Recipes that are delicious and that always work!

You know these recipes are delicious because if I didn't think that they were fabulous . . . I wouldn't be showing them to you. You can also be sure that these recipes work for the same reason! The rest is simply a matter of taste.
I cannot endure to waste anything so precious as autumnal sunshine by staying in the house. So I have spent almost all the daylight hours in the open air.
~Nathaniel Hawthorne

Sunday, 25 October 2009

Brown Sugar and Butter Glazed Parsnips




Parsnips wasn't something that we really ate much of when I was growing up. My mom hated them. I remember her cooking them once, lightly boiled and then sliced and fried in butter. She wanted to see if her dislike for them had diminished.



It hadn't.



I loved them though, and I still do. (I know . . . what don't I love??? Well snails for one . . . and squid, but I digress.)



Parsnips.
They give soups and stews incredible flavour.



Mixed with cooked potatoes and carrots, they make lovely root vegetable mash.

Roasted in goosefat, and then glazed with honey, they are my favourite part of our Christmas dinner.



Boiled, and then glazed in brown sugar and butter, with a bit of nutmeg . . .

They make any dinner feel like Christmas.

I could eat a whole plate of these . . . and nothing else at all.



*Brown Sugar and Butter Glazed Parsnips*
Serves 4
Printable Recipe

Crispy tender parsnips glazed with butter, brown sugar and nutmeg. Delicious!!

1 pound parsnips, peeled and sliced in half
(If they are very large cut out the woody core and discard, cut into quarters)
2 TBS butter
2 TBS soft light brown sugar
salt and pepper
freshly grated nutmeg

Place the parsnips into a pot of lightly salted water and bring to the boil. Cook, just until crispy tender, 4 to 5 minutes. Drain well. Melt the butter and brown sugar together in a large skillet. Add the parsnips and season to taste with some salt, pepper and freshly grated nutmeg. Cook, stirring gently until the parsnips are lightly browned and glazed.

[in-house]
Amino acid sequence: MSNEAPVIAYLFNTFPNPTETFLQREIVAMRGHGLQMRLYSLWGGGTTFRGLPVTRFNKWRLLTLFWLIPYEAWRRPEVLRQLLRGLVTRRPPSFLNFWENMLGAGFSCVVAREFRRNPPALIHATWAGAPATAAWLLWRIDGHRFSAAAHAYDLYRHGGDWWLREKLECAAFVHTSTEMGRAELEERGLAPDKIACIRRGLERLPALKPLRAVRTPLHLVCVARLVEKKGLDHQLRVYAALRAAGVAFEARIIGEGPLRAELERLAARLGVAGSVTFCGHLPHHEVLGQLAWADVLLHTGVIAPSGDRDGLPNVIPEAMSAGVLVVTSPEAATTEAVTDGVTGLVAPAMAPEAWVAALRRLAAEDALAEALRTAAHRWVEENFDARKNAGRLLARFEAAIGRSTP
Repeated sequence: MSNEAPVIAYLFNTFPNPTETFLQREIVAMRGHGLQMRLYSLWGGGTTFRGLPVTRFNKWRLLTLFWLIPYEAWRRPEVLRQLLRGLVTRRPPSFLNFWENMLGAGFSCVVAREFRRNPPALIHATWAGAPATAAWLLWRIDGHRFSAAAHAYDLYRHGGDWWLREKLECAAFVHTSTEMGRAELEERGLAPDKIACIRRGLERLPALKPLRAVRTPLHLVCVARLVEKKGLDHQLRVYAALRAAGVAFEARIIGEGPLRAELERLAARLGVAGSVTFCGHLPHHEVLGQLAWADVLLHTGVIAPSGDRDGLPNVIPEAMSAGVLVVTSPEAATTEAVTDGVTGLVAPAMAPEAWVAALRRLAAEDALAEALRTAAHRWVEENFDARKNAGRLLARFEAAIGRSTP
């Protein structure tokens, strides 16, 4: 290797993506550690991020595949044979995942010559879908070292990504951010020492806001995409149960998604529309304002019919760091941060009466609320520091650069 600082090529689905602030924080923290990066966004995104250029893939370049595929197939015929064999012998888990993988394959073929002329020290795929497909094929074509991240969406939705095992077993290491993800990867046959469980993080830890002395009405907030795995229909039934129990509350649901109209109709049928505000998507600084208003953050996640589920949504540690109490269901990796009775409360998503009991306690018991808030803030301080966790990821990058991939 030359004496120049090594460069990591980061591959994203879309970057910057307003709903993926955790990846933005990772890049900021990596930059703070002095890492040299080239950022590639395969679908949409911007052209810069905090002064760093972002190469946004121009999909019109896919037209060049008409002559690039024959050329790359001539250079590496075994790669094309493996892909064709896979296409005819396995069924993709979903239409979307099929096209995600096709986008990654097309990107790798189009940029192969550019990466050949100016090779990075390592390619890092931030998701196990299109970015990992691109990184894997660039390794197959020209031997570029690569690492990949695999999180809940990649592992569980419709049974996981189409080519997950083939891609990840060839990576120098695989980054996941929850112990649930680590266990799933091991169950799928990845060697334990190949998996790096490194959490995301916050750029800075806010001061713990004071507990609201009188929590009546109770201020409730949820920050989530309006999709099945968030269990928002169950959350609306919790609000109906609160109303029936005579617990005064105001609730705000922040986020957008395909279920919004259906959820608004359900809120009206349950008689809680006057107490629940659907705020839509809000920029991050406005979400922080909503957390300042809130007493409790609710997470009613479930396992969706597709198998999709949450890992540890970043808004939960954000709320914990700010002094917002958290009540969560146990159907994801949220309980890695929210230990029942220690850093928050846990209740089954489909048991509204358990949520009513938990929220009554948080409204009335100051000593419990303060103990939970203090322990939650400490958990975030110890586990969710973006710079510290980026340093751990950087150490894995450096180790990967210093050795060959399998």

9 comments:

Chele said...

I love glazed parsnips too - there is nothing better in my mind! These will be making an appearance at our xmas feast ;0)

Julie said...

Hi Marie! I'm up late & just saw your kind comment on my blog--thank-you!

Suddenly, I'm having a huge craving for some parsnips--guess what I'll be getting at the market on Monday??? Think I'll be using this recipe for Thanksgiving dinner--I'm hosting this year. I can tell I'm going to love visiting you for inspiration!

Jan said...

Great recipe for parsnips. I can't be doing with snails either Marie!

rachel said...

I love roasted parsnips. But my early experience was of them grated, possibly raw or steamed - revolting either way - at boarding school. We would employ a tried and tested solution, namely taking a used envelope into supper with us, to smuggle the hated stuff out in our gymslip pockets, to throw away later. Yes, I am very old.... I pre-date plastic bags....

Sylvie said...

I do like snails and squid, but not as much as I like parsnips. Lovely.

Gloria said...

Marie, this look really nice, ! Have a nice week, huggs! gloria

Wackyanne said...

Hello Mom-in-Law :) I still have some parsnips (one-and-a-half bags' worth, left over from Thanksgiving of all things) to enjoy over the next few days. Anthony and I are planning some beef stew, so maybe we'll toss some in there. However, my favourite way to have them has always been roasted with butter and sugar. I only got them with Thanksgiving and Christmas dinner when I was a kid, so they were a real treat for me (Brussel Sprouts too!). They are always a part of our own big celebration dinners now that we are adults, but Anthony is not as obsessed as I am for sure. One difference between us, is that I prefer them well-scrubbed to peeled. The better quality the parsnip (or carrot for that matter), the better the overall taste. I love the nuttiness and coziness of this vegetable, and even managed to get our lil' guy to try them this time around.
I've not bothered taking out the woody core before, but will try that with the large remaining ones. I know that every once in a while the parsnips may turn out a bit bitter, but am not sure what exactly causes that. Sadly, it almost certainly happens when they get cold, meaning they don't make the best leftovers with next day's turkey fixings. Or at least I found it so this year.

thedoglady said...

Thanks to you and Finest Foodies Friday I've added parsnips to my grocery list! Thanks for debunking English food. Mom went back to her roots years ago and made prime rib and yorkshire pudding for Christmas, topped off with mincemeat tarts for dessert. Yum! Thanks for blogging! dee@cookingwithdee.net

Helene said...

I'll have to try this. Probably would be good with carrots also.